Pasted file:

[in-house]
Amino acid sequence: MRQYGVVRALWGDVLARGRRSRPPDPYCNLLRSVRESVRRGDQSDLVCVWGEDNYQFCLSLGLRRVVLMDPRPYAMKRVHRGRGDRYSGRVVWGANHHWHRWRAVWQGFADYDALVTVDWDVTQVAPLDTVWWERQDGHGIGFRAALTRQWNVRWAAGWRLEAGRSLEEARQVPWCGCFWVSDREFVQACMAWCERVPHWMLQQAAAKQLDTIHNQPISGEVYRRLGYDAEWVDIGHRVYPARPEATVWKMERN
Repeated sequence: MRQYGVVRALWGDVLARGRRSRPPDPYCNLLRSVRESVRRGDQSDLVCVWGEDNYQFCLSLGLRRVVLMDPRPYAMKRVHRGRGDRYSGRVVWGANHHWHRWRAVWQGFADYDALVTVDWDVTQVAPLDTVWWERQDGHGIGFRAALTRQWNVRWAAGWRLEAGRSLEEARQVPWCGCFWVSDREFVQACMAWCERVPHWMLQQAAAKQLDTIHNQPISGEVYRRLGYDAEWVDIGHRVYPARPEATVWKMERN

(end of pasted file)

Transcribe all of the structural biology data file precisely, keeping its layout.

[in-house]
Amino acid sequence: MRQYGVVRALWGDVLARGRRSRPPDPYCNLLRSVRESVRRGDQSDLVCVWGEDNYQFCLSLGLRRVVLMDPRPYAMKRVHRGRGDRYSGRVVWGANHHWHRWRAVWQGFADYDALVTVDWDVTQVAPLDTVWWERQDGHGIGFRAALTRQWNVRWAAGWRLEAGRSLEEARQVPWCGCFWVSDREFVQACMAWCERVPHWMLQQAAAKQLDTIHNQPISGEVYRRLGYDAEWVDIGHRVYPARPEATVWKMERN
Repeated sequence: MRQYGVVRALWGDVLARGRRSRPPDPYCNLLRSVRESVRRGDQSDLVCVWGEDNYQFCLSLGLRRVVLMDPRPYAMKRVHRGRGDRYSGRVVWGANHHWHRWRAVWQGFADYDALVTVDWDVTQVAPLDTVWWERQDGHGIGFRAALTRQWNVRWAAGWRLEAGRSLEEARQVPWCGCFWVSDREFVQACMAWCERVPHWMLQQAAAKQLDTIHNQPISGEVYRRLGYDAEWVDIGHRVYPARPEATVWKMERN